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France arrests man over 'al-Qaeda links'

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French authorities have arrested the administrator of an extremist French website who is suspected of playing a key role in financing and recruiting for al-Qaeda and other terrorist groups in several countries, the Paris prosecutor's office has said.

The announcement on Tuesday was unusually dramatic for French authorities, but it did not spell out what evidence has been culled or how much money may have been involved.

It is the first publicly announced suspected terrorist arrest since President Francois Hollande took office in May.

The suspect - whom prosecutors call a "formidable financier of the bloodiest terrorist groups" - was being questioned on Tuesday by anti-terrorism judge Marc Trevidic in Paris.

The man faces preliminary charges of planning terrorist acts and financing a terrorist enterprise, the prosecutor's office said.

The man, born in Tunisia in 1977, was based in the southern French city of Toulon. He was arrested on Friday after a yearlong investigation, the prosecutor's statement said. It did not give his name.

'Serious and concordant evidence' 

The prosecutor cited "serious and concordant evidence" that the suspect sent material from his computer to terrorist groups. It says he played a "central role" in collecting funds for terrorist groups to buy weapons, but did not elaborate on how much money was involved.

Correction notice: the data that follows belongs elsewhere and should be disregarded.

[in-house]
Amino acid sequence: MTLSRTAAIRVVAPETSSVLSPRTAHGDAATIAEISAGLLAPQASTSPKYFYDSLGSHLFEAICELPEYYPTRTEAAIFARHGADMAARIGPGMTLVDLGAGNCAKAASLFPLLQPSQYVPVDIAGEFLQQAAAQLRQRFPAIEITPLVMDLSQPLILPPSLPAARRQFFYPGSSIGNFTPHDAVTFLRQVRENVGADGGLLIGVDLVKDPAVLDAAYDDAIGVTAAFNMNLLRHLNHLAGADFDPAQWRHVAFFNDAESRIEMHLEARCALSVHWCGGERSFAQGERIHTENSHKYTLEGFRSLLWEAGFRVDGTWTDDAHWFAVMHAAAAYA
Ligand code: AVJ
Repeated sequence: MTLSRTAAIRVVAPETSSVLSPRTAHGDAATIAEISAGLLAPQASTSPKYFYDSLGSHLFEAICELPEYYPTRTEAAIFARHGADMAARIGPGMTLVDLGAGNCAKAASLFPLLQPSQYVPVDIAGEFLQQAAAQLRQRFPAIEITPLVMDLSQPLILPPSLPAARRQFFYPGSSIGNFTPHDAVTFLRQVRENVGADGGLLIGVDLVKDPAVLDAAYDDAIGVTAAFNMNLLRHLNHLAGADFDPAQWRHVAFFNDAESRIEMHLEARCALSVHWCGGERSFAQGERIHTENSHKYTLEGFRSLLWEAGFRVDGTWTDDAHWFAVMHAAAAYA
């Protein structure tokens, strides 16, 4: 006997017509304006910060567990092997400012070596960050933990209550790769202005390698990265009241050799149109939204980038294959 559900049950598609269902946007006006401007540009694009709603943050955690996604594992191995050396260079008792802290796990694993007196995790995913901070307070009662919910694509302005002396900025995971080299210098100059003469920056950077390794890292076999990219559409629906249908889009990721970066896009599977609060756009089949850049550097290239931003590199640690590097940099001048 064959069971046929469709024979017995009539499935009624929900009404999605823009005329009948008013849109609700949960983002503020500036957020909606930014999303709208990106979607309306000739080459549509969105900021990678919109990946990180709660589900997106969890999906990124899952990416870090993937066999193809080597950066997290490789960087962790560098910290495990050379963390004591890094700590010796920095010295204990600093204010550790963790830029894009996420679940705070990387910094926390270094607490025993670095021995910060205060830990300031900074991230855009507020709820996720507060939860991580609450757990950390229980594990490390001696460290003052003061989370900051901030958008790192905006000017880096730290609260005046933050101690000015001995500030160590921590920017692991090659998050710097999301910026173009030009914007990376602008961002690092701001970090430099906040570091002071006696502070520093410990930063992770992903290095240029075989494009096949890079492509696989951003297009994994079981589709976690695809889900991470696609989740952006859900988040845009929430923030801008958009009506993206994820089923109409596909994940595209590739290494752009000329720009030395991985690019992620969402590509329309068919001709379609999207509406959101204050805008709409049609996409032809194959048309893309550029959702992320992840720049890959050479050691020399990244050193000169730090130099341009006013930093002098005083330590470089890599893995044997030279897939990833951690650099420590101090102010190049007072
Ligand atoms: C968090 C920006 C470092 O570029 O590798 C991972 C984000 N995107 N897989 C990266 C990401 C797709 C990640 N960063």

Prosecutors say he is suspected of acting as a financier and recruiter for al-Qaeda, al-Qaeda in the Arabic Peninsula, al-Qaeda in the Islamic Maghreb (North Africa), Fatah al Islam and the Islamic State of Iraq, among other groups.

Investigators studied thousands of email messages and analysed a "considerable mass" of data, prosecutors said.

They called it an exceptionally advanced example of "the use of the Internet for terrorist ends in the domain of radical Islam."

French authorities are sometimes criticised for being too zealous in rounding up terrorist suspects and arrests do not always result in convictions.

On the other hand, French authorities are also sometimes criticised for not acting fast enough.

That was the case with Mohamed Merah, a 23-year-old Frenchman, killed in a standoff with police in March after allegedly killing three Jewish school children, a rabbi, and three paratroopers in a rampage in southern France.

Those were the country's worst attacks since the 1990s.


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